TBR: Which of your characters would you most/least like to invite to dinner, and why?
Sue: Jude Elliot, my unsung fire-fighter hero from “Hewhay Hall” would be a great guest to entertain me with his exploits and tales of his call-outs. Sam Barrowdale from “Perfect Score” would enjoy being with him and would be able to match Jude’s daring-do with his own tales of life as a street kid. Sam would also be useful if Slater the demon showed itself as we were serving dessert because Sam wouldn’t be fooled by its chest-pounding for one moment. He’d tell it to “g…get real” before burying its amphibian head in the chocolate mousse.

TBR: While creating your books, what was one of the most surprising things you learned?
Sue: I uncover all kinds of information when I’m researching – sometimes adding it to the plot. For example, I discovered information on genetic crops and additives in our food (especially fast food) when I was researching “Perfect Score”. I was fascinated about the work of firefighters when I was writing “Hewhay Hall” and it opened my eyes as to just what heroes they are. As my themes seem to be injustice, corruption and cruelty I’m constantly horrified by just how much exists in our world.

TBR: What's next for you?
Sue: I’m working on a third novel that’s currently called, “When the Moon Fails”. This one will be a thriller, set in Portugal. Both main characters fish – Leo comes from Alaska US and Piper (short for Philippa) from Norfolk, UK. In Portugal they discover plans to destroy a fishing village by a huge US/UK consortium and they’ll both uncover secrets to their backgrounds that force them to face their insecurities. At the moment the two – who are obviously so suited for each other – never actually meet up, or if they do it’s only briefly. However, being the pantser I am there might turn out to be more romance after all. Let’s wait and see. As usual, my theme will highlight the injustice of this world.

TBR: What’s the most challenging aspect of writing? Most rewarding?
Sue: As a pantser I often write myself down a dead-end. However, I’m learning techniques to turn that problem around, such as by changing a point of view, or a character – even a character’s sex. I’m such a disorganized person that the jig-sawing of plot gives me incredible headaches when I’m trying to fit it all together. But the best aspect is the actual writing. When I’m in full flow I disappear from this world and inhabit the one in my mind. I’m astounded at how time passes. It’s a sensation that must beat any drug-induced euphoria (I imagine!).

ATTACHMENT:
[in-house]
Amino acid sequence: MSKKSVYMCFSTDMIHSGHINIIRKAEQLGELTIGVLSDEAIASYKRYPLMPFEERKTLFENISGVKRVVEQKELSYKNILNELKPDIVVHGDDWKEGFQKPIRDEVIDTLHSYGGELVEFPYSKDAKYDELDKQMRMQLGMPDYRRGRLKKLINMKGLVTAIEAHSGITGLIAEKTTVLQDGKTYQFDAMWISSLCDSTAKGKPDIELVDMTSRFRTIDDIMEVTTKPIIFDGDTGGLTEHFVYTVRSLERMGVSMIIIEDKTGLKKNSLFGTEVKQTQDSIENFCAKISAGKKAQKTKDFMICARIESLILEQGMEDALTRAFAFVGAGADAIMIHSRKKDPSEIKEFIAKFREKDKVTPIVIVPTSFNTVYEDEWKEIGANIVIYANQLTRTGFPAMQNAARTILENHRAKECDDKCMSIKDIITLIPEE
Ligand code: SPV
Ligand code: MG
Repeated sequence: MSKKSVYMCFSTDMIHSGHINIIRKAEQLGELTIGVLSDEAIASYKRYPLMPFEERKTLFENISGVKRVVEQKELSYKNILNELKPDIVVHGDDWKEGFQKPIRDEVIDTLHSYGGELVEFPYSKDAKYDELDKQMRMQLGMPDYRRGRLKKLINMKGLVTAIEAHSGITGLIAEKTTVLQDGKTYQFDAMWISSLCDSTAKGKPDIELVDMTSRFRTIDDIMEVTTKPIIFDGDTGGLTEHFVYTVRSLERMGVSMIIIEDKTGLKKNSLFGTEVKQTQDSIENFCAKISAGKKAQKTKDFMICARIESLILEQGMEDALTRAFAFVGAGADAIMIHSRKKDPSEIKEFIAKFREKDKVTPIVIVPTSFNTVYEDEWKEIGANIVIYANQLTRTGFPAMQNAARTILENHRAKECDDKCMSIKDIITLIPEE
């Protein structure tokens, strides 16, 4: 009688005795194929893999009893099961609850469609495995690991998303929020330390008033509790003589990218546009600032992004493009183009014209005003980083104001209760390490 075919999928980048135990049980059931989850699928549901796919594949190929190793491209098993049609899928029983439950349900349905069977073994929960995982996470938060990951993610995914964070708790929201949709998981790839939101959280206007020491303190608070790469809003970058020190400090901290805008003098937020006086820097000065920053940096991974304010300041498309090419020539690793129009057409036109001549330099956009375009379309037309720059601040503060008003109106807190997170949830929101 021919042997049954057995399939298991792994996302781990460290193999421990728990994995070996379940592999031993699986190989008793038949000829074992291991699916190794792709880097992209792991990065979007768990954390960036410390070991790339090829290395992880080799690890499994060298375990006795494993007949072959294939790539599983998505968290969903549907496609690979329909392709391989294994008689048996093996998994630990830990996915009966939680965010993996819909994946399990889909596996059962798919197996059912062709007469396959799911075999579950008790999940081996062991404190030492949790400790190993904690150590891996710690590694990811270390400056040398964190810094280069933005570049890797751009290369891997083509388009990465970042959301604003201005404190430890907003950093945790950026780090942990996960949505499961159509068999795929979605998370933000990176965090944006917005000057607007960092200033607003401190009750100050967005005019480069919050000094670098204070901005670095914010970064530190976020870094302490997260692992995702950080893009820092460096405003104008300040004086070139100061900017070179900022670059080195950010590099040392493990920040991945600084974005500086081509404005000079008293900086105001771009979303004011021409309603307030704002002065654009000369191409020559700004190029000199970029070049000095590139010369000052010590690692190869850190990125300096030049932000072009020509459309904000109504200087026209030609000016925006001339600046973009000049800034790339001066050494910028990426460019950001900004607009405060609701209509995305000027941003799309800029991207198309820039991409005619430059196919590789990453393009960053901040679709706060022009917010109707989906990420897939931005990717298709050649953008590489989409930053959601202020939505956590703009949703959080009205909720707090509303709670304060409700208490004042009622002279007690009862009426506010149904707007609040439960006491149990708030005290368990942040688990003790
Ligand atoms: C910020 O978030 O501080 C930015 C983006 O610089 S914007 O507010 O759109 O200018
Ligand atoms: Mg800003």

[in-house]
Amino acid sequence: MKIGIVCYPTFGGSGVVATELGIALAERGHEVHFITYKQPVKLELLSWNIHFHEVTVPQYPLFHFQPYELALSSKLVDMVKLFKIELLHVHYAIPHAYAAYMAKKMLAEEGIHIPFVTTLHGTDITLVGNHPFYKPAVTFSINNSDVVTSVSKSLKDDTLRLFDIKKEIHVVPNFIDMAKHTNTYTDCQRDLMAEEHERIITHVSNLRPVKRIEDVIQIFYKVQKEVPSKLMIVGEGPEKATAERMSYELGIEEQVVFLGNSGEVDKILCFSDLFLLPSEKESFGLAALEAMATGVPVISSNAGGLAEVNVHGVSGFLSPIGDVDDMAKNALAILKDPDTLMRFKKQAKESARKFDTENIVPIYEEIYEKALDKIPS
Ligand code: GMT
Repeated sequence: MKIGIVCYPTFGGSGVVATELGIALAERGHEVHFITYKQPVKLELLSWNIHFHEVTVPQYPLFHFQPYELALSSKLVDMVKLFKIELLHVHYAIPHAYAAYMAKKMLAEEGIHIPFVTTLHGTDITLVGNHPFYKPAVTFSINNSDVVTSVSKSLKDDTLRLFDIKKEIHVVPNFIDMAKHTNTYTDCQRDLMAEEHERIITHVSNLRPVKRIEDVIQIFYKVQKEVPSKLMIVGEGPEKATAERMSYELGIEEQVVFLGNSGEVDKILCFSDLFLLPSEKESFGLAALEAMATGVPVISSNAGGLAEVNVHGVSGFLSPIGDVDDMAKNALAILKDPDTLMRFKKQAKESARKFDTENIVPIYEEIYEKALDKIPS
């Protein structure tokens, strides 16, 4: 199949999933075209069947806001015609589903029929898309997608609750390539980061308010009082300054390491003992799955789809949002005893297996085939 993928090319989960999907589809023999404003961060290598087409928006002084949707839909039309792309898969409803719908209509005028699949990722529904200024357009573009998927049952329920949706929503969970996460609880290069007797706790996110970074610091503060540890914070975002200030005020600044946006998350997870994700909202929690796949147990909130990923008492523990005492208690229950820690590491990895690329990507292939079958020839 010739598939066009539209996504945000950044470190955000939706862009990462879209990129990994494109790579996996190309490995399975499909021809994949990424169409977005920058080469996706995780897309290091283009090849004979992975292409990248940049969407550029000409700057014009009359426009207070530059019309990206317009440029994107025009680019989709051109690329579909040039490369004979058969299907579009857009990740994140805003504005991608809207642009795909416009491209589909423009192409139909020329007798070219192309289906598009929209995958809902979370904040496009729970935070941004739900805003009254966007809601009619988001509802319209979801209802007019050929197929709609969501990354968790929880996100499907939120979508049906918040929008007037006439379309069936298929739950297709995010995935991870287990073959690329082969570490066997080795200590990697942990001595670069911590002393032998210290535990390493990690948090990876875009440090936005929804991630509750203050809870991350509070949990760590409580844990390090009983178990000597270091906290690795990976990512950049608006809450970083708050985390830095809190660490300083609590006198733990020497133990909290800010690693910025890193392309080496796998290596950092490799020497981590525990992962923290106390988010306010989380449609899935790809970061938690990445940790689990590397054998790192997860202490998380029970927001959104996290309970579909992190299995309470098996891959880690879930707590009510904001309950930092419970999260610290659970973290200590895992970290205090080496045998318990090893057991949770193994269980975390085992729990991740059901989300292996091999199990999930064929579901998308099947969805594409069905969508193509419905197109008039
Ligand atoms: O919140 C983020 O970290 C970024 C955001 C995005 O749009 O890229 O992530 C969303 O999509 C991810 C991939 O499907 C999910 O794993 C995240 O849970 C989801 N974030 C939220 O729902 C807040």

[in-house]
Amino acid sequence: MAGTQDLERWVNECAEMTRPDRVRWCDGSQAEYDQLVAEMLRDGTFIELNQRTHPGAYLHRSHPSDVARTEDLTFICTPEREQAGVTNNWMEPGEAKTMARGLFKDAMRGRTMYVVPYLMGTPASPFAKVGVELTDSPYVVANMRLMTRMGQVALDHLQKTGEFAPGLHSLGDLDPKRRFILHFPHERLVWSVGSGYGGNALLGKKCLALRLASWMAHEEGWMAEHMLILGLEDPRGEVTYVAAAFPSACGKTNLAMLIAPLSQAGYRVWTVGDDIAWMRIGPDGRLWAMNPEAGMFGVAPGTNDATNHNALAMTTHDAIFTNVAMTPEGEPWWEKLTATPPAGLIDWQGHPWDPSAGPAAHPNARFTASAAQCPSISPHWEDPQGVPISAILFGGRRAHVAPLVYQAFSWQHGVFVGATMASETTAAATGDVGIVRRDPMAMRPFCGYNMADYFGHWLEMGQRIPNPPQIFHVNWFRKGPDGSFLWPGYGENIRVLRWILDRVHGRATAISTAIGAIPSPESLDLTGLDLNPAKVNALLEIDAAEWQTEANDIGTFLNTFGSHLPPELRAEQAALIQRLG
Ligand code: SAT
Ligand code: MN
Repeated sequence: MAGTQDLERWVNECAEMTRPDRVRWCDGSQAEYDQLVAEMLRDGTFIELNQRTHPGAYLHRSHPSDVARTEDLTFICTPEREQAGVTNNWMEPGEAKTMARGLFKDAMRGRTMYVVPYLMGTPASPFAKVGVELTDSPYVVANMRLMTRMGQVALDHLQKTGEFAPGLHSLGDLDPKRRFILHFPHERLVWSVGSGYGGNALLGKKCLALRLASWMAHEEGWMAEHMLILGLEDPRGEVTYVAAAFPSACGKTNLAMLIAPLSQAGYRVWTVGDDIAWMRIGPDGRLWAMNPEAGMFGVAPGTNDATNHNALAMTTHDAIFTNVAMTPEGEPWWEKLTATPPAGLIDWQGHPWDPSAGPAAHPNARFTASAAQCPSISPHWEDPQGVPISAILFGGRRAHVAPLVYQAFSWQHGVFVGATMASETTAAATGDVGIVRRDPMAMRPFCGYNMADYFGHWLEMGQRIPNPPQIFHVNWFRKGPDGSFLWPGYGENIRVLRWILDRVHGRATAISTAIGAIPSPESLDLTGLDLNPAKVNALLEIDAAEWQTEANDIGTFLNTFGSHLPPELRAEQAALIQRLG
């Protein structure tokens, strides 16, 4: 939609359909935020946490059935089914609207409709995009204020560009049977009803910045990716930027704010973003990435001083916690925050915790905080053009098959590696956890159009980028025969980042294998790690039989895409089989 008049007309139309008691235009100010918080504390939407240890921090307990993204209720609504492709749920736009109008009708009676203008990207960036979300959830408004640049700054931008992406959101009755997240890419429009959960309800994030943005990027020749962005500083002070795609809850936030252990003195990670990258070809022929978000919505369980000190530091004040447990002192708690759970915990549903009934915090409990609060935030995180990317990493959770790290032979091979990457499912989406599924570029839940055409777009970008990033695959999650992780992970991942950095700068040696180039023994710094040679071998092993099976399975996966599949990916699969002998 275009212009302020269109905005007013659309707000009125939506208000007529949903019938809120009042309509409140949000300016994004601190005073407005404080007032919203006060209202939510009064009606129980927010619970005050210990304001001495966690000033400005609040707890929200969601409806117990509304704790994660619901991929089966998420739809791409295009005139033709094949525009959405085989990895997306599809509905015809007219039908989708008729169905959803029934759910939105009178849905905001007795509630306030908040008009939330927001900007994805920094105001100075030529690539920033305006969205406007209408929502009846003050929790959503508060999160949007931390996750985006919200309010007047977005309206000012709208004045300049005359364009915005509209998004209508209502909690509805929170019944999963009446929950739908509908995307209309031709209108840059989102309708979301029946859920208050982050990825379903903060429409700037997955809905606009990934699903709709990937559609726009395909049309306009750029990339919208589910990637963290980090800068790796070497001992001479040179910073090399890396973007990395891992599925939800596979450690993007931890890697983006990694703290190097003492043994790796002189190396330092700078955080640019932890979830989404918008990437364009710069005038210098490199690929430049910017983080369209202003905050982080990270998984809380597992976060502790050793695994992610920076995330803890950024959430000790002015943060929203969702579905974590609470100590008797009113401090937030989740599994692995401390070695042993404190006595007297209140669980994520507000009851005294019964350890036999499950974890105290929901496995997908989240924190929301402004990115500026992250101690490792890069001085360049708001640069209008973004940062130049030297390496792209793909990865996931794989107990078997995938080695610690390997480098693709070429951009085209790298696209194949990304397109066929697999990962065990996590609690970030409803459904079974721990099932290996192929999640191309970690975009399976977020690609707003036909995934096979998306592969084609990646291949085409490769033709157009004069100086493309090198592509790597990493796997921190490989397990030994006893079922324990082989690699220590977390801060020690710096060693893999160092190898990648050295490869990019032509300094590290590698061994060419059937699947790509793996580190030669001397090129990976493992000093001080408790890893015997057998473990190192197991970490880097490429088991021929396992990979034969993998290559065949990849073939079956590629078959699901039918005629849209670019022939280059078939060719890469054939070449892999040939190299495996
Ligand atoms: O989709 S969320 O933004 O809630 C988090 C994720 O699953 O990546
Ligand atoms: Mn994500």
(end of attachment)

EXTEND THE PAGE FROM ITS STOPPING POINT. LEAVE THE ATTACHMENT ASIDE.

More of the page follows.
TBR: What’s the most interesting comment you have received about your books?
Sue: It’s too early for reviews to come in for “Hewhay Hall”. But I was blown away by many of those for “Perfect Score”. Lena Grey – a reviewer for QMO – said:
“The characters in 'Perfect Score' are superbly crafted, each evoking different, but essential emotions which had me embroiled in the story from the beginning, but
Sam influenced me the most. Life knocked him down so much that anyone of lesser moral quality would have given up, but not Sam. Not only did he overcome disparity, he rose like the Phoenix from the ashes. Sam was an amazing combination of strength, intelligence, gentleness and forthrightness; in the face of injustice, whether for a person or an animal, Sam was there on his white horse ready to do battle.” Reviewers amaze me at their ability to “get” exactly what I’m trying to convey.
TBR: Who are some of your favorite authors and books? What are you reading now?
Sue: I read everything. My favorite authors are (deep breath): Charles Dickens (because of his quirky characters), Mervyn Peake’s Gormenghast Trilogy (characters again), Annie Proulx because her descriptions are like an artist’s palette, Daphne du Maurier’s Rebecca, Terry Pratchett (all of his novels), Harper Lee’s To Kill a Mockingbird (love Scout and Attica). I’ve just read Jim Butcher’s Full Moon and Karen Marie Moning’s Shadowfever.

TBR: Where can readers find you on the web?
Sue: I love to meet new people and exchange different ideas. And if you visit me, I promise to return the favor. My blog:
Twitter: @suemonte

TBR: Is there anything you’d like to ask our readers?
Sue: I’d like to ask them what their favorite book of all time was. And also, if they usually only read the same genre of books (for example, only romance, or only fantasy) would they ever be prepared to experiment with another kind.
Thank you so much for this opportunity, Cate!

TBR: Readers, Susan Roebuck will give away a copy of her e-book “Hewhay Hall” to one lucky commenter. She'll pick a winner on Saturday May 26 and announce the winner here. Be sure to leave your email address so she can contact you.
Thanks for visiting TBR, Sue! All the best to you.


  1. Thanks Cate for letting me "take over" today!

  2. Happy to have you, Susan! :)

  3. Susan is awesome! I like the description of creating characters is similar to painting. And my character profiles are very similar.